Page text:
New emergency regulations are taking effect this week limiting outdoor water use in urban areas across the state, but nothing will actually change legally in the city of San Diego.
That might sound unusual considering the State Water Resources Control Board is mandating restrictions, but the reason is pretty simple: the city of San Diego never abandoned the mandatory regulations it began enforcing in 2009 during the last drought emergency.
And because the state's emergency regulations are mainly a vehicle to require retail agencies to activate their water shortage contingency plans — which must include some mandatory measures — the city of San Diego is already in compliance.
What may change in the city are outreach efforts to heighten the importance of local restrictions, and residents' awakened awareness.
Since 2009, the city has typically started its water-use enforcement by sending warning letters, said Robyn Bullard, spokesperson for the city's Public Utilities Department,
Violators are usually given a chance to comply following the warning, she said, before punitive fines are assessed.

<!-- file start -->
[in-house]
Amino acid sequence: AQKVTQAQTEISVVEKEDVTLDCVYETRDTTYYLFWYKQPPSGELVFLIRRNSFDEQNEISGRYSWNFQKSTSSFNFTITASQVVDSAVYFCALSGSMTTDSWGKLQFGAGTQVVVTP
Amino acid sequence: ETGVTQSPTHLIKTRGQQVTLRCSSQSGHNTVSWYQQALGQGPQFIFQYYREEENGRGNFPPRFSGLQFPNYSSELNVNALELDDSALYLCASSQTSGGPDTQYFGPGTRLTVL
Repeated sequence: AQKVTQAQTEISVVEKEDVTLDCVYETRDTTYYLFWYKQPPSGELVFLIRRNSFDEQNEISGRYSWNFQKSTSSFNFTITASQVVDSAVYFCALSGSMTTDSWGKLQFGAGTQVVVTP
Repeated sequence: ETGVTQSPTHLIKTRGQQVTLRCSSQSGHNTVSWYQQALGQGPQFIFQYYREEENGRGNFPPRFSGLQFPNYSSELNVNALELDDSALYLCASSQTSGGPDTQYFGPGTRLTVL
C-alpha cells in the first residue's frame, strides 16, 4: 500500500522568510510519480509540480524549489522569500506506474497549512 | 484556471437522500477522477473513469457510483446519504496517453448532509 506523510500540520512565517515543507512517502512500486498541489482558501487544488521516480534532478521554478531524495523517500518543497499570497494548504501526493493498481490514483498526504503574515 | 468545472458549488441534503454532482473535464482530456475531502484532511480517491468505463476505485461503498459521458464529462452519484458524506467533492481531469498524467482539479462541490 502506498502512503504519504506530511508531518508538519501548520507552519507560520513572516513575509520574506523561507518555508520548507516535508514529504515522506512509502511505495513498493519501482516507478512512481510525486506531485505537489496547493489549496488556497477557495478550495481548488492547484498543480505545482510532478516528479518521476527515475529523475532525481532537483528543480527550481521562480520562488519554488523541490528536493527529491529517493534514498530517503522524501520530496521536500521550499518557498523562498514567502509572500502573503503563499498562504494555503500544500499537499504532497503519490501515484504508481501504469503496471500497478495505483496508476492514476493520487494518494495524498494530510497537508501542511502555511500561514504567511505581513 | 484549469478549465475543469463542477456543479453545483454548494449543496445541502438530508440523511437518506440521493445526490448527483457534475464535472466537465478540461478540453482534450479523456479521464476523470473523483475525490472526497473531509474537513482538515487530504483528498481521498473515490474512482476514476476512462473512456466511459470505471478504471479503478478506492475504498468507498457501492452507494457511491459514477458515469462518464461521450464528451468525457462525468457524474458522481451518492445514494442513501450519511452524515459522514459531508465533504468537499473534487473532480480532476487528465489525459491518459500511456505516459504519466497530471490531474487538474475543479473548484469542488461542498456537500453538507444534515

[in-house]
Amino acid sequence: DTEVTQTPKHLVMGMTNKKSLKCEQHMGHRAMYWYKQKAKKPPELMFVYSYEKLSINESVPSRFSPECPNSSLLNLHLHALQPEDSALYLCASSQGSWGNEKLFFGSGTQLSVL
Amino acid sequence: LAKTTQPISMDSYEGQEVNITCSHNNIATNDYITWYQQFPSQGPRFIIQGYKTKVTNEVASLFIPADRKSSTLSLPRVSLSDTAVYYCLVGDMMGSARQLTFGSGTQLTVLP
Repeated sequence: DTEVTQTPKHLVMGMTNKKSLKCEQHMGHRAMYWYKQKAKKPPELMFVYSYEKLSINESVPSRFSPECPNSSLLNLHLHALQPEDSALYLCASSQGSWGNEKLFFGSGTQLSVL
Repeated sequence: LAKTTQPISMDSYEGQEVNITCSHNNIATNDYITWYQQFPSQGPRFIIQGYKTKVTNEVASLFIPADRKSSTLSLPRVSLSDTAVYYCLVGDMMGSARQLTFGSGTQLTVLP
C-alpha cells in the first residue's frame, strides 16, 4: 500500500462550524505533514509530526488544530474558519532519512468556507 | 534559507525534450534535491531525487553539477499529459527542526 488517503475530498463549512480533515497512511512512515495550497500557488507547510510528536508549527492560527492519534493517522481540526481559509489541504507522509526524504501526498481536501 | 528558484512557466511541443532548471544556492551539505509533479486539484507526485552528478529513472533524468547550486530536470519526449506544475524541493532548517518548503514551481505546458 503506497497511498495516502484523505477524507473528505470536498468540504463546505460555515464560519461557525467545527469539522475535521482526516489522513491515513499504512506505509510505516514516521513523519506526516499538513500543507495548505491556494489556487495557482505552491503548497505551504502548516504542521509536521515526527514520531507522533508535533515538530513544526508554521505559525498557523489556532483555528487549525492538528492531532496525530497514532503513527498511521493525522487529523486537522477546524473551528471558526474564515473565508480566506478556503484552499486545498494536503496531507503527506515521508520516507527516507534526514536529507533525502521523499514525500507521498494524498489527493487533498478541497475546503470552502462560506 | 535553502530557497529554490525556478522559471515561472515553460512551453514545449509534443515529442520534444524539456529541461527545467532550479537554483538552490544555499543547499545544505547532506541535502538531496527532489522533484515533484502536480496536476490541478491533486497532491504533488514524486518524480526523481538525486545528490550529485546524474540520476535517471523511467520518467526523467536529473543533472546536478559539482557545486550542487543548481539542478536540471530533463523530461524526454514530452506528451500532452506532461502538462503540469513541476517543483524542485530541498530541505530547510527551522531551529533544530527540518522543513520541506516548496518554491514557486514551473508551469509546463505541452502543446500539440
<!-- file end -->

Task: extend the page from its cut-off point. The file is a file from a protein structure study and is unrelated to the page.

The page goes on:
Following the end of a drought, Bullard said, customers tend to forget some of the restrictions even though they're still in place, such as the ongoing restriction from using a standard hose to wash down a driveway with water.
"Those are the things that tend to slip people's minds," Bullard said, adding that staff from the Public Utilities Department's Water Conservation division is trained to help remedy situations rather than "just slap a fine on them."
"However, from there, administrative citations beginning at $100 can escalate to $250, $500, $750 and $1,000 if the situation is not remedied," Bullard said.
If the matter goes beyond that, a notice of violation can result in a penalty of $2,500 per day, per violation.
Some matters could be referred to the city attorney for civil or criminal prosecution should the administrative fines not produce compliance. A violator’s water could also be shut off at that point, Bullard added.
As the drought continues, the city said it's beginning a large outreach campaign to make sure the rules aren't forgotten; those efforts will include things as small as bill inserts to others as large as billboards, Bullard said.